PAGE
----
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Outside Lands Ouster? 

City officials, Examiner hassle local promoter that created music fest.

Wednesday, Dec 24 2008

You'd think the music promoters at Berkeley-based Another Planet Entertainment would have earned some time resting on their laurels after pioneering a wildly successful festival in Golden Gate Park. But the Outside Lands event, which reaped $800,000 for the city during its three-day run last August, has brought no such luck.

As it turns out, the city is now making the local company that midwifed Outside Lands compete with national promoting outfits to host its own event. Recreation and Park officials have invited all interested parties to submit qualifications to put on an oddly named "Golden Gate Park Benefit Concert" next summer. Never mind that no such process is required for any other event held on park property. The aim is to ensure fairness, officials say — and to guarantee that the city's pockets are adequately lined as a result.

"It generates revenue for the park," says Rich Hillis, acting deputy director at the Recreation and Park Department. "The commission wants to make sure it gets the maximum amount of revenue and selects the most qualified promoter."

This hasn't gone over particularly well at Another Planet. "It seems very strange," Sherry Wasserman, the company's president, tells SF Weekly. "We've never had this happen before promoting concerts." Major events such as Outside Lands are "our lifeblood," she says, particularly when faced with competition from the likes of Live Nation, one of the corporate mammoths that has submitted a bid to host the Golden Gate Park event. "I don't think they understand the competitiveness of what we do," she says of city officials.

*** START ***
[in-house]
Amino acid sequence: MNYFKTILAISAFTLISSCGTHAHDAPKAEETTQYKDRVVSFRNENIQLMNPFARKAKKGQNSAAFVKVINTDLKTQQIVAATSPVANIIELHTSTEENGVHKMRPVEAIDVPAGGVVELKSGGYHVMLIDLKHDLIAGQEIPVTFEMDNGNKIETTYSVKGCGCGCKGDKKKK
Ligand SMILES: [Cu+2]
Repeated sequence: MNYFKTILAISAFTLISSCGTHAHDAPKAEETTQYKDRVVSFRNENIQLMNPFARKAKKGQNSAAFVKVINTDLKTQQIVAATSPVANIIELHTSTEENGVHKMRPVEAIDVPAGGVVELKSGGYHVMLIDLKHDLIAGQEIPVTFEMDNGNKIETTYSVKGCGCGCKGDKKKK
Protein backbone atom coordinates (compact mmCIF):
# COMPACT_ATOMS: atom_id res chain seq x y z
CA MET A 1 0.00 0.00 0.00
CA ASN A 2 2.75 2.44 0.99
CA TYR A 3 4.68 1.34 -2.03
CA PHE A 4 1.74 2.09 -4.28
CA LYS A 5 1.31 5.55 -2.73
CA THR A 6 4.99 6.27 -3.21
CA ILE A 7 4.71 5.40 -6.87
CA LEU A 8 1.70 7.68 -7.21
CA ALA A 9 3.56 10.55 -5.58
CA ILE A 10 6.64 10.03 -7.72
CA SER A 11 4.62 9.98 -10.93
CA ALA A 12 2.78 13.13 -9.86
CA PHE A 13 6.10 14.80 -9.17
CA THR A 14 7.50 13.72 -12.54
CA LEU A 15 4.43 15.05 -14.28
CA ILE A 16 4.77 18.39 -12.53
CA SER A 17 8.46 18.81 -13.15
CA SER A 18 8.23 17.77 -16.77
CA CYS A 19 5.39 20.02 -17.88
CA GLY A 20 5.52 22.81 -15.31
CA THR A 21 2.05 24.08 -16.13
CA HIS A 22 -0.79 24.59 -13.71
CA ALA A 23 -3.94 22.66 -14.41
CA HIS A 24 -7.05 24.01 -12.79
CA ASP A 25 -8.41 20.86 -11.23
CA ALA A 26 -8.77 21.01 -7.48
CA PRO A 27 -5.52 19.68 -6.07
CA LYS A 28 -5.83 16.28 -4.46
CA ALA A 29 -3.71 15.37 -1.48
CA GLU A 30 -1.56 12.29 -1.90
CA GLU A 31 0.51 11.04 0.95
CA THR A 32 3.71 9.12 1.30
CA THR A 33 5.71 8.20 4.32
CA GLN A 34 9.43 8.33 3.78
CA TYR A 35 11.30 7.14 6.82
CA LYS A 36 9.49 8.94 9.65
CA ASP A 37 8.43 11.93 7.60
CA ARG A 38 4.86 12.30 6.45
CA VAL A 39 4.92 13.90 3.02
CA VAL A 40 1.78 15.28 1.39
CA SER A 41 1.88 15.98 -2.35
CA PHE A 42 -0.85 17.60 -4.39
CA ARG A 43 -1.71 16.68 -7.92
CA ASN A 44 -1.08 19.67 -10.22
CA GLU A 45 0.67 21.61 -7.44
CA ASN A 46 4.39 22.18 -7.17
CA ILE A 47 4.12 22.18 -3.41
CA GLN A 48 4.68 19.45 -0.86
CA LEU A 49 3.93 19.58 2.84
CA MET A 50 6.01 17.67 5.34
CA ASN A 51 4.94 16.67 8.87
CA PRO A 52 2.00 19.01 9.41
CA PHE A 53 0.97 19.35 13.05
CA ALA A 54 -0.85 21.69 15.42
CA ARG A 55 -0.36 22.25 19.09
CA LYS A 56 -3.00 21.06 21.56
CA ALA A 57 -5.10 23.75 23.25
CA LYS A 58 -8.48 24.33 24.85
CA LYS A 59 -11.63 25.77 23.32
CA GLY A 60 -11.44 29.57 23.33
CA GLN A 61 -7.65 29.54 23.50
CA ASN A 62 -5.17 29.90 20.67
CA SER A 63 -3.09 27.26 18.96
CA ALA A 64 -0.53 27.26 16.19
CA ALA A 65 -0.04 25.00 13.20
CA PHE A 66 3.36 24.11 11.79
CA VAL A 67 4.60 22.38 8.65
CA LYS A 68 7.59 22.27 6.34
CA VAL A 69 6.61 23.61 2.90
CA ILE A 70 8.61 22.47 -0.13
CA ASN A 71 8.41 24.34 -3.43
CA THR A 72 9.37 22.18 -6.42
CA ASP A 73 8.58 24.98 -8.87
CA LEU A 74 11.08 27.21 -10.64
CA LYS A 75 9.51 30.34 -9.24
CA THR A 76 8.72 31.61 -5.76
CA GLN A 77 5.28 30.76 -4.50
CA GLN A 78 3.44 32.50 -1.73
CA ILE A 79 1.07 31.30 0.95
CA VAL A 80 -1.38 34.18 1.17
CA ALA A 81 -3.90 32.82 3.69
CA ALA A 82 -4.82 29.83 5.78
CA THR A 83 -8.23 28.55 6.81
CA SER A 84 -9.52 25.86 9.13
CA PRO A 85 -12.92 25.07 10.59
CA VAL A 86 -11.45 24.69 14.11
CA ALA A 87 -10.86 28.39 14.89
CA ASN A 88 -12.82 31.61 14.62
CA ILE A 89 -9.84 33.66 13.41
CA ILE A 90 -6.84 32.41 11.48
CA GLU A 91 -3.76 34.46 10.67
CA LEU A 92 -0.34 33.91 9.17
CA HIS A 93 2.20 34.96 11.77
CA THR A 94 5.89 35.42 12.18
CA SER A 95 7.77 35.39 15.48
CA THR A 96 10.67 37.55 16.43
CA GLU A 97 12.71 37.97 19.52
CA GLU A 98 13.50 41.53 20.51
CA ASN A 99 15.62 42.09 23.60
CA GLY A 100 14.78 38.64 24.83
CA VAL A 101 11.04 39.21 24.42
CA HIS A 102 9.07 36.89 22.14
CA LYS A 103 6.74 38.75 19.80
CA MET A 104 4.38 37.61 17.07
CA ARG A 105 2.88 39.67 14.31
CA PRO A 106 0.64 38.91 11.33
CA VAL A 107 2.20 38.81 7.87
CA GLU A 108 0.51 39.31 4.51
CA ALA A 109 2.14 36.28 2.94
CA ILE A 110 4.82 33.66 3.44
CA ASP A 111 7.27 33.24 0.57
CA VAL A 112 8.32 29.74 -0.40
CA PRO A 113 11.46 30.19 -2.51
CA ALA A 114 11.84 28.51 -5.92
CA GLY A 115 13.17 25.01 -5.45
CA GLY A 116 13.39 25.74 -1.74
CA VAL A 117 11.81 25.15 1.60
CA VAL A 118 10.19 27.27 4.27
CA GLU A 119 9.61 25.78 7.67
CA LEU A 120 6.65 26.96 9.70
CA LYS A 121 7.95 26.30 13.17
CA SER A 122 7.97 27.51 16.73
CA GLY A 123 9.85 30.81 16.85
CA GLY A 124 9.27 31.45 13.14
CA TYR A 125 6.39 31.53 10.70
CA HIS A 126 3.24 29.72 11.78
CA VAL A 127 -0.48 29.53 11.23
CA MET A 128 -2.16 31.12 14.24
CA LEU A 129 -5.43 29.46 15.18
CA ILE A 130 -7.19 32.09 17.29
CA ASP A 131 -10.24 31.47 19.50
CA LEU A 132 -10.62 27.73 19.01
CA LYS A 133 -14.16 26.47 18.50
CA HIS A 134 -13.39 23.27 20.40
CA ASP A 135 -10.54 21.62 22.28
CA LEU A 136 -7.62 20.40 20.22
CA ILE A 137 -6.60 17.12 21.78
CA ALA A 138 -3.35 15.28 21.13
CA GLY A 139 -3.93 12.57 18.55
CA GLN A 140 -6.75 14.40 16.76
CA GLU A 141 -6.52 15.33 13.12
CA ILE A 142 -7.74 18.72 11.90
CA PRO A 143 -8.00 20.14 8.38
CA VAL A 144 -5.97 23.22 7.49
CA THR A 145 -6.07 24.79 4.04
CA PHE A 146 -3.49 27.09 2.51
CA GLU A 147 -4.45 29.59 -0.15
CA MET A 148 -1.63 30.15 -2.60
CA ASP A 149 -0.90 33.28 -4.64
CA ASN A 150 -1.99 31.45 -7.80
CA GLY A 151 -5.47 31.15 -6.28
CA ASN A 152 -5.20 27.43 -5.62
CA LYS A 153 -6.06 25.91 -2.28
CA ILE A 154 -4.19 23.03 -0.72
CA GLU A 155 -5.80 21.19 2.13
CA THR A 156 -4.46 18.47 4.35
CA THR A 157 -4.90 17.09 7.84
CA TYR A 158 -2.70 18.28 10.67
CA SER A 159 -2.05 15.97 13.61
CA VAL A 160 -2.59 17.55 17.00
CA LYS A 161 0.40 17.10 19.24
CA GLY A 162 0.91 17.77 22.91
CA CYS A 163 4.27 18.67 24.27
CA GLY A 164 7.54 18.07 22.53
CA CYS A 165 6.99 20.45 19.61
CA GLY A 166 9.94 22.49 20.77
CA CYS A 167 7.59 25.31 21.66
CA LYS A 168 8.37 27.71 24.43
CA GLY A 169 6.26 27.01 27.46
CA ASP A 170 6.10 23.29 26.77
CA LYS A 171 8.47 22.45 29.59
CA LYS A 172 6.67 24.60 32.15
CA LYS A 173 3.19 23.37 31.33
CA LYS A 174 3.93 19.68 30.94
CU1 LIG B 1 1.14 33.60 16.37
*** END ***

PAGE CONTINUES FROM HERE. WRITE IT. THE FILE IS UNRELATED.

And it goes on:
Another headache arrived last week when the San Francisco Examiner's Ken Garcia suggested in a column that the city's selection process is actually window dressing. He quoted anonymous sources who said the contract will once again be steered to Another Planet, despite any appearances of competition. What he failed to point out is that the Examiner is itself owned by Colorado billionaire Philip Anschutz, whose Anschutz Entertainment Group (AEG) was one of four bidders who met with Rec and Park officials last week.

Garcia says his column would have clarified Anschutz' financial stake in the future of Outside Lands if he had known AEG was interested in the event. "I was not aware of it, and if I had been, obviously I would have disclosed it," he said.

All the same, add journalistic insult to bureaucratic injury as Another Planet's comeuppance for a job well done. Just don't expect the laurels anytime soon.

About The Author

Peter Jamison


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